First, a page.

Roof Cargo on a Clarity

Discussion in 'Clarity' started by JohnGrackle, Feb 9, 2019.

  1. JohnGrackle

    JohnGrackle New Member

    I wrote to Honda Customer Service to ask what the dynamic capacity rating of the roof is -- meaning, how much weight can the car carry on its roof, in motion? I received this reply:

    "The 2018 Honda Clarity Plug-In Hybrid was not designed with the intention of carrying roof cargo; American Honda has not designed roof racks for this vehicle and using any third party accessory may not properly fit your vehicle and can result in vehicle damage or alteration and may void your warranty. We would be unable to provide ratings for the roof's cargo capacity due to this fact. We hope this information helps."

    I've seen many on this forum explain that "void your warranty" just means they wouldn't pay for damage specifically caused by this particular accessory. I'm not worried about the warranty. I just want to know how much weight I can put on the roof!

    I learned about the "dynamic capacity" term from this article:
    https://www.fatherly.com/gear/how-much-stuff-can-you-load-on-a-car/

    I am looking at SeaSucker Monkey Bars as a removable roof rack ($450), so I'd only sacrifice fuel efficiency on trips when I actually want a roof rack. Add to that two Swagman Upright Roof Mount Bike Racks ($36 each), and an Auperto Cargo Bag ($59), and I'd have a lot of flexibility at a relatively low price.

    But just that equipment is 50 pounds, before any bikes or cargo in the bag. The above article says the average vehicle can carry 165 pounds. If the Clarity is well below average, or has some other unusual structural design, then maybe this won't work well.

    Any experiences to share? Anyone know if the dynamic capacity has been rated (maybe to fulfill some government requirement), and how to get that info?
     
  2. Agzand

    Agzand Active Member

    The roof is designed to survive an overturning incident, so it should be OK for a normal roof rack load.

    Yakima sells a roof rack for Clarity. The roof is steel (I checked myself using a magnet), so it should be like every other Honda.
     
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  3. Sandroad

    Sandroad Well-Known Member

    Rather than asking on a car forum, you might get a more informed response from a company that works with roof racks all the time, like www.etrailer.com. Or go directly to rack manufacturers like Yakima or Thule to get their data/info. In any event, a call to Etrailer might help a lot.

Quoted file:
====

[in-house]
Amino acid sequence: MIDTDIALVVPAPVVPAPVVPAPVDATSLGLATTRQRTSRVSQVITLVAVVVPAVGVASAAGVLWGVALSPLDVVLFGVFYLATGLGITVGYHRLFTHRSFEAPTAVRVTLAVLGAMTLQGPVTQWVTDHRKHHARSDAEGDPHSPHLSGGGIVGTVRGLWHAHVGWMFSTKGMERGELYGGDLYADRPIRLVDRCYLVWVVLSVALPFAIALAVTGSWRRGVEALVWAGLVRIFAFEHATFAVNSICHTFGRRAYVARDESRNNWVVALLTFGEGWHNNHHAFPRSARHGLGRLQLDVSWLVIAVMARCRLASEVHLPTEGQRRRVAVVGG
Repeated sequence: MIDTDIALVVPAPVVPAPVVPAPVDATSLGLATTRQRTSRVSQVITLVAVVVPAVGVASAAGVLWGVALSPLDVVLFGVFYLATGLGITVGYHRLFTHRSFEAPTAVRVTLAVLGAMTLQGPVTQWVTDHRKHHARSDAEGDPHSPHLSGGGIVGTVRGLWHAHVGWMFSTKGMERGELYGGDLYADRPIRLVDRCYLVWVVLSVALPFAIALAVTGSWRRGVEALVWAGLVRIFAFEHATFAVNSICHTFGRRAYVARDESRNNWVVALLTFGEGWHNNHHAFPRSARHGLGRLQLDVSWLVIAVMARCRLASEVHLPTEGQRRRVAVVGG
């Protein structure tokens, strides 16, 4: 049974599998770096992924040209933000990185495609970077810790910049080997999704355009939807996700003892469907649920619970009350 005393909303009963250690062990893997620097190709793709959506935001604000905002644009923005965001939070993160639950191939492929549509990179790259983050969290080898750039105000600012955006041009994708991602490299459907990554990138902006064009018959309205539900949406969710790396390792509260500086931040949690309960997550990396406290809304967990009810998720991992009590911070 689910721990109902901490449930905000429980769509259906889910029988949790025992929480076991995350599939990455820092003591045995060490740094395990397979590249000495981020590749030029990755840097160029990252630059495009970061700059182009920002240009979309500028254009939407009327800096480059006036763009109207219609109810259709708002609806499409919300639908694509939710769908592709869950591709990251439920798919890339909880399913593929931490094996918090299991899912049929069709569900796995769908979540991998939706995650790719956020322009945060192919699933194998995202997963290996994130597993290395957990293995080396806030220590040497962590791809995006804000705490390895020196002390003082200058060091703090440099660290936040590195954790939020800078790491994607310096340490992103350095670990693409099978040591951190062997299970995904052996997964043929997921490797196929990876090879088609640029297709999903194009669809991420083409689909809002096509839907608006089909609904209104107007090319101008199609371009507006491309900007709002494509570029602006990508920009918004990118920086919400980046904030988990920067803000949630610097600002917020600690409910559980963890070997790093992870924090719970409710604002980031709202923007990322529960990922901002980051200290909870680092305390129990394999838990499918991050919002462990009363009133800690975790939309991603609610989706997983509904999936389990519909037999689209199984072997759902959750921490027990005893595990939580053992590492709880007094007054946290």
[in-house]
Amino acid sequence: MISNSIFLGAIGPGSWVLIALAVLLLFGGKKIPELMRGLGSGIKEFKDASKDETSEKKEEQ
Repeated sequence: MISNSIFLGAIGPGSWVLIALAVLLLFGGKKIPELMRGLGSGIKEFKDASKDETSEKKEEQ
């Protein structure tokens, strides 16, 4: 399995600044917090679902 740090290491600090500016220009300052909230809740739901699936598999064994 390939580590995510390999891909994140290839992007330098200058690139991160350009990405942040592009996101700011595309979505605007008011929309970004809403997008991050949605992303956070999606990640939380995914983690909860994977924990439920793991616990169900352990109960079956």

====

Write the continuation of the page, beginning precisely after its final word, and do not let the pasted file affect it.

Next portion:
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  4. insightman

    insightman Well-Known Member

    Below the steel roof skin, there's high-strength steel supporting the perimeter with a high-strength steel support beam between the A-pillars at the top of the windshield and another between the B-pillars. Aluminum structures add more support between those beams. It appears the 2-ton Clarity is well-braced for a roll-over. I wonder if the companies who make roof racks for the Clarity specify recommended weight limits, and if so, how did they determine those weight limits? "Oops, bring in the next Clarity, please."

    [​IMG]
     
  5. KentuckyKen

    KentuckyKen Well-Known Member

    I am leery of a clamp on cross beam roof mount carrier because the Clarity doesn’t have a molded in more vertical area for the clamp like a Camry does. So unlike the Camry (and other cars I’m not aware of that have this feature), the Clarity’ Roof was not designed from the start to accept the loading and stress of a roof rack.
    Since I wanted to be able to take a bike to places too far from home to ride there (yes, I’m old, and suffering from a motorcycle injury), I opted for the TorqueLift receiver hitch that fits the bike rack I already have. Got it for free to be a beta tester and will have it on this month hopefully. I will not tow with it and only use it for the bicycle carrier. And I will accept that it too will void any warranty related to the back bumper/frame where it’s installed since the rear frame was not designed for this either. But I think the forces and stressed it applies, the direction of those forces, and the cross frame it bolts to give it a much better chance of not causing any damage vs. a roof mount carrier. Plus taking a receiver mount bike carrier on and off is much, much easier than a roof mount (as is getting the bike on and off without cosmetic damage).
    Just my 2 cents from a non-engineering (just country boy common sense) background. YMMV.
     
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  6. John Fritzen

    John Fritzen New Member

    See my post here.

    Added: I would probably not exceed 70lbs on the rack.
     
    Last edited: Feb 11, 2019
  7. Agzand

    Agzand Active Member

    According to Yakima website the BaseLine towers with two pairs of baseclip 117 will fit. I think the best way to find out is to go to a Yakima dealer and try it out.

    This roof is designed to support a 4000 lb car in a roll over, so it is stronger than an Accord/Camry roof.
     
  8. JohnGrackle

    JohnGrackle New Member

    insightman, That body-structure diagram is very interesting -- thank you. It makes me wonder if Yakima towers with clips are a better idea, because they will put the weight more on those steel support beams. The SeaSucker suction cups would probably end up more on the aluminum sections.

    KentuckyKen, I see what you mean -- functionally, a hitch does seem to be a better solution. But on a budget, it seems like the roof option can work well enough. With a hitch, I'd be buying separate bike and cargo racks, plus the hitch and I might need help with installation.

    John, thanks for pointing out the existing thread on this with your photos!
     

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